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Thomas R. Cutler


ISO 22000—Standards Without Profitability Are Doomed

Published: Thursday, March 19, 2009 - 07:21

Story update 6/03/2011: The first two paragraphs following the subhead "ISO 22000 users" were changed.  

Regulatory and standards compliance is a requirement that meets with regular resistance from CFOs and CEOs who must justify the expense. Brand protection from recalls and costly litigation is essential; ultimately avoiding catastrophic business outcomes proves less of a driver for actionable traceability than seeking enhanced profitability.

The paradigm has shifted from traceability as a necessary evil to a quantifiable lean-enhanced profitability process.

With food safety at the highest levels of concern by the average customer, the ISO 22000 (and Publicly Available Specification (PAS) 220) standard developed by the International Organization for Standardization, complying with food safety regulations has never been more important than it is today. Communication in the food chain is essential to ensure that all relevant food safety hazards are identified and adequately controlled at each step within the food chain.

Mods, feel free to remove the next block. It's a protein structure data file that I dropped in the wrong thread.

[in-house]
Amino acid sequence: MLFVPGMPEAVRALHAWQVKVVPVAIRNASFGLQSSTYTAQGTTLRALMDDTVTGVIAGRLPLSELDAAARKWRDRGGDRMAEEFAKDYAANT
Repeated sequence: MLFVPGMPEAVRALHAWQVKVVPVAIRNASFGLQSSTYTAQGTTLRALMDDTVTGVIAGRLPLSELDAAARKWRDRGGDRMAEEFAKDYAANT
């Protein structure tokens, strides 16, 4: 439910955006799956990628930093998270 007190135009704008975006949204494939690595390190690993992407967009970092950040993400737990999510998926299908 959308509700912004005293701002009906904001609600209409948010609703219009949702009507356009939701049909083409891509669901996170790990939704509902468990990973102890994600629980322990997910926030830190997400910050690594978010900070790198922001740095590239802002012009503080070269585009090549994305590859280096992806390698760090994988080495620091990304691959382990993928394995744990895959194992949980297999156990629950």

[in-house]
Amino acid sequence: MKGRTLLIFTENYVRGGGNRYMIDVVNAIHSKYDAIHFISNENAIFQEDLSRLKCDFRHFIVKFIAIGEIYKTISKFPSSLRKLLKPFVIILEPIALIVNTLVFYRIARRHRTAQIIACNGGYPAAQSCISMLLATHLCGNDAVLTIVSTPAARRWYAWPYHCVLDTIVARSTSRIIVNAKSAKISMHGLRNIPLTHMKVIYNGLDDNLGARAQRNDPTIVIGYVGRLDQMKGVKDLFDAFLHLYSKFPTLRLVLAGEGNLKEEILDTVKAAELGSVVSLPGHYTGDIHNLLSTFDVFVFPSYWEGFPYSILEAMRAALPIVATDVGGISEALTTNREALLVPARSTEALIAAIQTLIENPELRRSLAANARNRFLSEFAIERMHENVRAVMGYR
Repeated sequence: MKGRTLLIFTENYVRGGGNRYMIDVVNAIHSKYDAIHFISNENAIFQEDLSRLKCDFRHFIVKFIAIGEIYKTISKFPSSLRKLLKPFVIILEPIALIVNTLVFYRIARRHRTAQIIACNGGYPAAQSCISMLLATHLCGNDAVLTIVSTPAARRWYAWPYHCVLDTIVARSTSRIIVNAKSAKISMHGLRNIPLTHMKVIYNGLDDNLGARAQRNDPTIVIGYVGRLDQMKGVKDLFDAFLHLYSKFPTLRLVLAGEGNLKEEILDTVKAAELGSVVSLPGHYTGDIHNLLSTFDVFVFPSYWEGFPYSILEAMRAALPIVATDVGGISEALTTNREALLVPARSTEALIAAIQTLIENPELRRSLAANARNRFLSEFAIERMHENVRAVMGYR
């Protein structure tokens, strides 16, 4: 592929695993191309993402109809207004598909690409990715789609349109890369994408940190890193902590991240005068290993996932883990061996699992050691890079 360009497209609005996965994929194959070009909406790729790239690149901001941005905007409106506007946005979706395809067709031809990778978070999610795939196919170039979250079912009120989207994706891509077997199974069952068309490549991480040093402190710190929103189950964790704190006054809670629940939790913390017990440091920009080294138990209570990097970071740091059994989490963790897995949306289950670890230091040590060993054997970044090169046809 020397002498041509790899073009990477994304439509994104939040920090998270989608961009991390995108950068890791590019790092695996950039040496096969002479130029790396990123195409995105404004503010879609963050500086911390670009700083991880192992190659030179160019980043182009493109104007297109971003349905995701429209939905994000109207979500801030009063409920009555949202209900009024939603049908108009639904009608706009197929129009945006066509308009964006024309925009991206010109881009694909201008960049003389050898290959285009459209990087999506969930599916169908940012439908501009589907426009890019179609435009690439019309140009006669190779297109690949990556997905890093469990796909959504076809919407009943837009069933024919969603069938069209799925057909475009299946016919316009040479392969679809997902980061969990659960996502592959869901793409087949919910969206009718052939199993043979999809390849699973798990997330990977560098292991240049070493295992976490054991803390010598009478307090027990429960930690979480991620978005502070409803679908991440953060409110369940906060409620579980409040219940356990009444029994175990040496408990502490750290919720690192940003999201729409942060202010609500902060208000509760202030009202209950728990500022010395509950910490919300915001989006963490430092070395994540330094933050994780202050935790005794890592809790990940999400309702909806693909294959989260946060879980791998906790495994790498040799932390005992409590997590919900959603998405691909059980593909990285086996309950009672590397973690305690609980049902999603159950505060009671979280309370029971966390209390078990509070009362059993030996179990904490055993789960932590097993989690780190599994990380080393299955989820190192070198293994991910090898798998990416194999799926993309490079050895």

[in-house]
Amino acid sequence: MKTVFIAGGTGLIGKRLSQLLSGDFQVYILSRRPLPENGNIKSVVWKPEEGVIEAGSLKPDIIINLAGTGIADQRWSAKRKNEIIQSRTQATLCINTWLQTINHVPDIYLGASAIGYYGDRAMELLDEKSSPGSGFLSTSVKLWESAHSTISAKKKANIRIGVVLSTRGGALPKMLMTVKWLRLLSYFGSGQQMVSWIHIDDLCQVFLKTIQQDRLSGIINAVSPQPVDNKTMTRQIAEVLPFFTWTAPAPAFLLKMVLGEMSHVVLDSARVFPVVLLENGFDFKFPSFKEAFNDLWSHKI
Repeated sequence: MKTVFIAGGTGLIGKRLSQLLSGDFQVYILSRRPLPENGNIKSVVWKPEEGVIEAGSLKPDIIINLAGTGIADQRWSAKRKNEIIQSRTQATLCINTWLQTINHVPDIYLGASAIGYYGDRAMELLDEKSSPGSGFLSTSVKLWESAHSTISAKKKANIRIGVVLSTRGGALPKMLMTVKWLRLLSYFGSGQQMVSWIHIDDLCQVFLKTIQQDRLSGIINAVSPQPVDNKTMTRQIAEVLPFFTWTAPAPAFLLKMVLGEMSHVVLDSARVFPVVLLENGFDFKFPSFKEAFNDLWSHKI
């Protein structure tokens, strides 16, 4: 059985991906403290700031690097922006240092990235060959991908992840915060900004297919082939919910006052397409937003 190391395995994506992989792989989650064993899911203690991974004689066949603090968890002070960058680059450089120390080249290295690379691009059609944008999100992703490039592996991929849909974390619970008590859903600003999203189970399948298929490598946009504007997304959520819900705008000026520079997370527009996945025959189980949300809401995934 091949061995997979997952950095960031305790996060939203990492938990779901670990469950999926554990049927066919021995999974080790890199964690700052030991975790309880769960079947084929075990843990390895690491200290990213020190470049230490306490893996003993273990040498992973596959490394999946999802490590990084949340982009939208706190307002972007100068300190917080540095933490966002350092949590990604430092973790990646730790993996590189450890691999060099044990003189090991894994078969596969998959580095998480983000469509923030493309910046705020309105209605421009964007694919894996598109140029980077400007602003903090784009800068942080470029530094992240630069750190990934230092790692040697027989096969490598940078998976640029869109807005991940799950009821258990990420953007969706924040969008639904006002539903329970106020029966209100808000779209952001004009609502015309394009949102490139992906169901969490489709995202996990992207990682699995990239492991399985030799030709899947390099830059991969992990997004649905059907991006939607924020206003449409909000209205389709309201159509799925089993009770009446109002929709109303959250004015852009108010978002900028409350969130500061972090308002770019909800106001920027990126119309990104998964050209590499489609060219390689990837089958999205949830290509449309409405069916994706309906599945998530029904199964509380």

This interactive communication is the first step in the ISO 22000 international standard, which specifies the requirements for a food safety management system includes system management and utilizes hazard analysis and critical control points (HACCP) principles.